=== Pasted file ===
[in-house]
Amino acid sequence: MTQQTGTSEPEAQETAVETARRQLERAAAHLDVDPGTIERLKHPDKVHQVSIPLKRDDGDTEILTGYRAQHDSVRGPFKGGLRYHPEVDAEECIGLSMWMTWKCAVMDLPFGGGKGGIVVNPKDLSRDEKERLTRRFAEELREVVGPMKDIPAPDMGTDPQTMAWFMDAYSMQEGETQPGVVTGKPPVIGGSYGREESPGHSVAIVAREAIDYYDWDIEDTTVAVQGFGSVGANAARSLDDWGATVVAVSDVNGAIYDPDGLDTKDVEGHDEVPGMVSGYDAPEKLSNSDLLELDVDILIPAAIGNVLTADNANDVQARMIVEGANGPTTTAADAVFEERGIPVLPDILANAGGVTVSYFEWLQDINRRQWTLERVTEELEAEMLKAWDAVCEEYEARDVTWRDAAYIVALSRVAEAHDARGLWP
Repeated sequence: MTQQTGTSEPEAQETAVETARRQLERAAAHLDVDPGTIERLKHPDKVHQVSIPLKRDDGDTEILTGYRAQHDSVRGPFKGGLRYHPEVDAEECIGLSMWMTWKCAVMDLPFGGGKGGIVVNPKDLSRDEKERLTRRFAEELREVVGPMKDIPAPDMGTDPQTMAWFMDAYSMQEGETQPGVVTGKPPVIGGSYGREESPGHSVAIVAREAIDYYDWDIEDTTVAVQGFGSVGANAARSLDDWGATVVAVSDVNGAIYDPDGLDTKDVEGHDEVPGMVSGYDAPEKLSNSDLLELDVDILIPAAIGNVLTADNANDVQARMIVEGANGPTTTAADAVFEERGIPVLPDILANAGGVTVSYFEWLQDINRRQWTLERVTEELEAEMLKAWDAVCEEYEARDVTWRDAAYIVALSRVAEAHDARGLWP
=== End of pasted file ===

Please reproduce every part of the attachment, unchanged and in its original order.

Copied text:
[in-house]
Amino acid sequence: MTQQTGTSEPEAQETAVETARRQLERAAAHLDVDPGTIERLKHPDKVHQVSIPLKRDDGDTEILTGYRAQHDSVRGPFKGGLRYHPEVDAEECIGLSMWMTWKCAVMDLPFGGGKGGIVVNPKDLSRDEKERLTRRFAEELREVVGPMKDIPAPDMGTDPQTMAWFMDAYSMQEGETQPGVVTGKPPVIGGSYGREESPGHSVAIVAREAIDYYDWDIEDTTVAVQGFGSVGANAARSLDDWGATVVAVSDVNGAIYDPDGLDTKDVEGHDEVPGMVSGYDAPEKLSNSDLLELDVDILIPAAIGNVLTADNANDVQARMIVEGANGPTTTAADAVFEERGIPVLPDILANAGGVTVSYFEWLQDINRRQWTLERVTEELEAEMLKAWDAVCEEYEARDVTWRDAAYIVALSRVAEAHDARGLWP
Repeated sequence: MTQQTGTSEPEAQETAVETARRQLERAAAHLDVDPGTIERLKHPDKVHQVSIPLKRDDGDTEILTGYRAQHDSVRGPFKGGLRYHPEVDAEECIGLSMWMTWKCAVMDLPFGGGKGGIVVNPKDLSRDEKERLTRRFAEELREVVGPMKDIPAPDMGTDPQTMAWFMDAYSMQEGETQPGVVTGKPPVIGGSYGREESPGHSVAIVAREAIDYYDWDIEDTTVAVQGFGSVGANAARSLDDWGATVVAVSDVNGAIYDPDGLDTKDVEGHDEVPGMVSGYDAPEKLSNSDLLELDVDILIPAAIGNVLTADNANDVQARMIVEGANGPTTTAADAVFEERGIPVLPDILANAGGVTVSYFEWLQDINRRQWTLERVTEELEAEMLKAWDAVCEEYEARDVTWRDAAYIVALSRVAEAHDARGLWP